We in the West view religion as a matter of individual choice and conscience, but in much of the world, you are born with a religion and that is part of who you are. More like ethnicity. —Brett Scharffs
Asia Bibi was getting water one day in 2009 when a handful of her Pakistani neighbors objected to the Christian mother of five sharing the well with them. Sharing water with a Christian contaminated the well, the Muslim women said. When Bibi spoke back, they accused her of blaspheming the Prophet Muhammad.
That was five years ago. She has been in prison ever since, and in the interval two Pakistani politicians who stood up to defend her have been killed.
The Asia Bibi case is just one piece within a much larger puzzle of religious friction around the world captured in a new Pew Research Center report released Tuesday. This is Pew's fifth annual report tracking religious persecution around the world, a dense 90 pages of data, with scores of drafts and charts.
But behind all of the data are scores of countries and hundreds of victims much like Bibi.
The Pew report tracks religious oppressions along two dimensions — official government oppression and informal religiously driven hostility. Egypt topped the list of oppressive governments, and Pakistan ranked first in religious hostility, but a handful of others have edged into the radar, including some you would expect, like Syria, and some you might not, like Thailand.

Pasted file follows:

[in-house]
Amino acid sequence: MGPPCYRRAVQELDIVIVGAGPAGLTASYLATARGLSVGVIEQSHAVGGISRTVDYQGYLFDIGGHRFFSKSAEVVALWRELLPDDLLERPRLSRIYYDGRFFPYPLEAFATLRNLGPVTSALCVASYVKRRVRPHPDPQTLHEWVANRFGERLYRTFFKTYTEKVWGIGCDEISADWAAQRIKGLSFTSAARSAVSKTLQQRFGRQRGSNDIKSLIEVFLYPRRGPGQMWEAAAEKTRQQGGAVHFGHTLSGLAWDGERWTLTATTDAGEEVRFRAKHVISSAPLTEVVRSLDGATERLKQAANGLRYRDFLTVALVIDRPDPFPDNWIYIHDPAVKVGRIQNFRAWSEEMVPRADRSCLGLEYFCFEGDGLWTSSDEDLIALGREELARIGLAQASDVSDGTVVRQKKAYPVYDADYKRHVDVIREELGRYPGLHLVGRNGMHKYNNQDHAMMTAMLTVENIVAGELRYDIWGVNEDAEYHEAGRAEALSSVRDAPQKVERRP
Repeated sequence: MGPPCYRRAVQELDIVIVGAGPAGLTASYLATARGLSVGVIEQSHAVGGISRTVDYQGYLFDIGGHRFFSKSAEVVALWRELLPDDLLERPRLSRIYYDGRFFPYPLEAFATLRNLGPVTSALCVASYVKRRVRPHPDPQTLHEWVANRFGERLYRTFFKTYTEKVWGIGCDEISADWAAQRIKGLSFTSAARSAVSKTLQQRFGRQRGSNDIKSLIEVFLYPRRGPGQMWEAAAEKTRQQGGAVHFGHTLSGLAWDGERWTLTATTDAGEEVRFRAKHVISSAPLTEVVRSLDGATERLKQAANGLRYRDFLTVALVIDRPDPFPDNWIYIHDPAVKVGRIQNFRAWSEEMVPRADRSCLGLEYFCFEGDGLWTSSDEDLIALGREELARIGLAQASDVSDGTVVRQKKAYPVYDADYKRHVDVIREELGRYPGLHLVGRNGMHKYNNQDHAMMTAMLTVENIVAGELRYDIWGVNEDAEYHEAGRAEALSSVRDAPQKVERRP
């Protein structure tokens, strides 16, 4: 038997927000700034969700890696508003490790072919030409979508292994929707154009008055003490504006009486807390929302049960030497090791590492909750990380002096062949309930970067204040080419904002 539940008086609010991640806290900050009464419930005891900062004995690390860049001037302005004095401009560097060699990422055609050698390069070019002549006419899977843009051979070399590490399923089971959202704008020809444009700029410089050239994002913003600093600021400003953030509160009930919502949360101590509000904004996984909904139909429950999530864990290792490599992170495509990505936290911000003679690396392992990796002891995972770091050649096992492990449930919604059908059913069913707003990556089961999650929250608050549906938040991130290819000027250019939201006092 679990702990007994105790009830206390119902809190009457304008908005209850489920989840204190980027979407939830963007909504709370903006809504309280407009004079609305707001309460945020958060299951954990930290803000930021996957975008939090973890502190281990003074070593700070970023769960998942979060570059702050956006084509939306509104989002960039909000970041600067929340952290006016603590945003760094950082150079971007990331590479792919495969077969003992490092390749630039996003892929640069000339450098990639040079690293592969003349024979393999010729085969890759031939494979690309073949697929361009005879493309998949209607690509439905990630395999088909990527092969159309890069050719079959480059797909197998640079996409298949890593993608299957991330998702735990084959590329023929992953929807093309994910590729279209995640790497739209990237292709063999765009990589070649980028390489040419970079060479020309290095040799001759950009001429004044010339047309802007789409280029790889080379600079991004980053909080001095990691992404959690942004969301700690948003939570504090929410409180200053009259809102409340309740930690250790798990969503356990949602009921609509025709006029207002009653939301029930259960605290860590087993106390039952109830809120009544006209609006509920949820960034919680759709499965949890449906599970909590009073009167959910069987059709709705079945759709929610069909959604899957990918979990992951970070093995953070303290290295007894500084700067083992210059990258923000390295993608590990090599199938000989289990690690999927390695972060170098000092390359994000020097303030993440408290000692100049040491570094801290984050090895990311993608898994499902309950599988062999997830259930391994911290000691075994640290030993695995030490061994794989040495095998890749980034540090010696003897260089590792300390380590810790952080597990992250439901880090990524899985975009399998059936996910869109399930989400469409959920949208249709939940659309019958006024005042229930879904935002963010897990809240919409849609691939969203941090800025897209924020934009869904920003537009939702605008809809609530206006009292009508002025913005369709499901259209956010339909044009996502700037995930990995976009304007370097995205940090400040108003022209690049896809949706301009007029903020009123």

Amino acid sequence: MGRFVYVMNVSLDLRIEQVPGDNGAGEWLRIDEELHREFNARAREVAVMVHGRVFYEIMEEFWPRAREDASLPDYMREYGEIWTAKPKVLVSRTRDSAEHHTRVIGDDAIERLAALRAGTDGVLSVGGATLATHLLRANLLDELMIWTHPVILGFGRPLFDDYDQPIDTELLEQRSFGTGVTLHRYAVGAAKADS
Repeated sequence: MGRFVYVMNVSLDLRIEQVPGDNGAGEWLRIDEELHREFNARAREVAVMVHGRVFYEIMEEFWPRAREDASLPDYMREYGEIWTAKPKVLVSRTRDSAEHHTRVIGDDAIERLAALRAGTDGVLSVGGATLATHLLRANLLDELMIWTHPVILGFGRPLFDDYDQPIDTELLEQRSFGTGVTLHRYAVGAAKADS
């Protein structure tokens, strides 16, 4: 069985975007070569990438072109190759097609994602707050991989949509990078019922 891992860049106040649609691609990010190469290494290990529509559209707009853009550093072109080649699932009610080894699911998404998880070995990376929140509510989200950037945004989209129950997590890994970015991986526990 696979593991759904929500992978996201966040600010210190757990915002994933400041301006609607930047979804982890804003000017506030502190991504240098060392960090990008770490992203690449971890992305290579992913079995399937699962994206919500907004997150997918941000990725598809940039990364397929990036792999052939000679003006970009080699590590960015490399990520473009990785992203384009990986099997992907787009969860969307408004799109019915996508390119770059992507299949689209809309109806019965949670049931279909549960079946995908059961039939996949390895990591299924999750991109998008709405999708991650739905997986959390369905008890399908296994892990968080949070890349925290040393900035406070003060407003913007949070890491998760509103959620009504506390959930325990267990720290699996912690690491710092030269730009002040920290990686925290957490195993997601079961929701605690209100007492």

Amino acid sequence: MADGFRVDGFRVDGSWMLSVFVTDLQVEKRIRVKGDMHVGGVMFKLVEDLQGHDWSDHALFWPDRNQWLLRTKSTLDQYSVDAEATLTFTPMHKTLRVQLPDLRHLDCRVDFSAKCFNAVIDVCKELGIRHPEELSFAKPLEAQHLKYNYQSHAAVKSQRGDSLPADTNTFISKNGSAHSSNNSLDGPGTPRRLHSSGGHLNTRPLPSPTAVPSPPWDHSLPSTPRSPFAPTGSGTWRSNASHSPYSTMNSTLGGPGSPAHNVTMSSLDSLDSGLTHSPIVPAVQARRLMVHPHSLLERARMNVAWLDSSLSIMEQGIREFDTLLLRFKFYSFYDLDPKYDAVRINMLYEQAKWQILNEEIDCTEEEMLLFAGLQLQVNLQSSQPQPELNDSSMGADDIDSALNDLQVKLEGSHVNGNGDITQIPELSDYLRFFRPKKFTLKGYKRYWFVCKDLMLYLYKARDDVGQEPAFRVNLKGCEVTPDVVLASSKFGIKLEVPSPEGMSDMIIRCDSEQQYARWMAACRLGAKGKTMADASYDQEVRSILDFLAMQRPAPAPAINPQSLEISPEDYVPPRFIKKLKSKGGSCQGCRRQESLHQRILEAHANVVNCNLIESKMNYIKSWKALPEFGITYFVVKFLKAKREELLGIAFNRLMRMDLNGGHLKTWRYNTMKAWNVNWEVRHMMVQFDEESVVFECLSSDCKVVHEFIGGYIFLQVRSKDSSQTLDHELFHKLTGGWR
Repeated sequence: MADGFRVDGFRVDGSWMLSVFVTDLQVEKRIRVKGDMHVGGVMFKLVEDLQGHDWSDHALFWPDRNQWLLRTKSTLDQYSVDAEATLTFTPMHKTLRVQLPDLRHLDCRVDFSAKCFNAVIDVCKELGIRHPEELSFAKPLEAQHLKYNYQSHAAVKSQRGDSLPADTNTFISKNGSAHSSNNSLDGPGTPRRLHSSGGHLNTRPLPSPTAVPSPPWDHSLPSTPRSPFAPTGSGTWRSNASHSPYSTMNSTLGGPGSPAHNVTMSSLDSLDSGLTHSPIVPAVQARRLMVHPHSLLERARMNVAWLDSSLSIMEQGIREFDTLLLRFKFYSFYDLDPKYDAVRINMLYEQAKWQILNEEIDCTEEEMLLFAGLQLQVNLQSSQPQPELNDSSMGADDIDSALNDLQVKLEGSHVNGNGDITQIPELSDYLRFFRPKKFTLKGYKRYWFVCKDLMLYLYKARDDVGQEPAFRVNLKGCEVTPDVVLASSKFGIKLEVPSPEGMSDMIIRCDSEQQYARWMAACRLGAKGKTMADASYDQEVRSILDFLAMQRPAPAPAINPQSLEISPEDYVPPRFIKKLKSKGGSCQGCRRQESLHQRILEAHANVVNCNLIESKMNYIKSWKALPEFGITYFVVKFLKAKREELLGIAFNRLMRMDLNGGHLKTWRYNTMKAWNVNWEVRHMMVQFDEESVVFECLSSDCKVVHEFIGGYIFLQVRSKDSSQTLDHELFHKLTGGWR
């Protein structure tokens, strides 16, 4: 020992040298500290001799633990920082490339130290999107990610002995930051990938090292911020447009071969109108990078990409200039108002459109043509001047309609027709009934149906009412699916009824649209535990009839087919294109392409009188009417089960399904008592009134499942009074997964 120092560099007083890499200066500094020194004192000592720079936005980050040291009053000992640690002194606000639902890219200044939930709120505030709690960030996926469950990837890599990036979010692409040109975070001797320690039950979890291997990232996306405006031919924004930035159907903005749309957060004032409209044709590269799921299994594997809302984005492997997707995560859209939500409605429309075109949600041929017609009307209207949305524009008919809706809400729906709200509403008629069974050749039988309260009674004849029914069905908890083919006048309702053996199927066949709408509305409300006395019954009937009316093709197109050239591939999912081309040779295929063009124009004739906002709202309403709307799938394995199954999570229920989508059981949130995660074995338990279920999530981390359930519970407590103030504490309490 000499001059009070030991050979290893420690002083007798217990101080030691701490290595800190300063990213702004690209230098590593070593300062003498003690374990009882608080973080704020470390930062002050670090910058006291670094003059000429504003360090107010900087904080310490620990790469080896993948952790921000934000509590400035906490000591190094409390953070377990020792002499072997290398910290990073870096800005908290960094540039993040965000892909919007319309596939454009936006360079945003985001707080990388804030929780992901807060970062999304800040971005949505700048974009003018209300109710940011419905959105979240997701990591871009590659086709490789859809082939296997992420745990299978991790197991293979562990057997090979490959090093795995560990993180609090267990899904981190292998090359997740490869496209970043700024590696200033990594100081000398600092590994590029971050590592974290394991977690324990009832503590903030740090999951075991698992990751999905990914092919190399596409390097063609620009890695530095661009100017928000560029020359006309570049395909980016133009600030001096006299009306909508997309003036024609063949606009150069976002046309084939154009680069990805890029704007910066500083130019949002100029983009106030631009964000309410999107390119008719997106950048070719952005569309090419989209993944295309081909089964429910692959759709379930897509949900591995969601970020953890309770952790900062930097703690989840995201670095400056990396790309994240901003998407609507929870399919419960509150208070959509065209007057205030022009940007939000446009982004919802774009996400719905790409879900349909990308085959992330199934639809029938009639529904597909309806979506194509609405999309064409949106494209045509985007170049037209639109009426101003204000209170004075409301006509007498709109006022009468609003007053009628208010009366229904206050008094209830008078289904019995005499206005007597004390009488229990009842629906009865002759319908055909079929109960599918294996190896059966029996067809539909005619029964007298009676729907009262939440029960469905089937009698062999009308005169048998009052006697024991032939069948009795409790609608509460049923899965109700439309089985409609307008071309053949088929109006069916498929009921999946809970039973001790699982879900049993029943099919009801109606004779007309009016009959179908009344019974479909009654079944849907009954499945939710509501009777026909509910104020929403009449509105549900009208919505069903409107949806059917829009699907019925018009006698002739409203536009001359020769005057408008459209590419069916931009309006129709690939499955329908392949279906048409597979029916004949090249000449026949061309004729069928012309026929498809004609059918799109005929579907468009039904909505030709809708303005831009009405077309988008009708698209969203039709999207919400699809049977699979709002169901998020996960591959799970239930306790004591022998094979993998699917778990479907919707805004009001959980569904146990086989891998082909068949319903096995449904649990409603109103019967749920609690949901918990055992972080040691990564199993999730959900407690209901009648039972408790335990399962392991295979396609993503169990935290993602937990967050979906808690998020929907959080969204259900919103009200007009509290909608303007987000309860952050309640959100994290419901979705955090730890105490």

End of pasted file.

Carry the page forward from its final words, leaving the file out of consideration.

The Pew report is a real innovation, said Brett Scharffs, associate director of the International Center for Law and Religion Studies at the BYU Law School. Pew takes reports from the U.S. government, Canada and the European Union, among others.
Then by separating social hostility from government policy, Scharffs said, and extending the timeline over time, Pew can reveal patterns that might otherwise be lost.
“And what that research confirms is what those of us who follow the issue closely know deep down,” Scharffs said, “and that is that the trends are not positive.”
The Pew study is valuable in part, Scharffs said, because it “illustrates the reciprocal relationship between hostility and legal restrictions.” The report also illustrates the “bellwether” status of religious freedom as a marker for other human rights.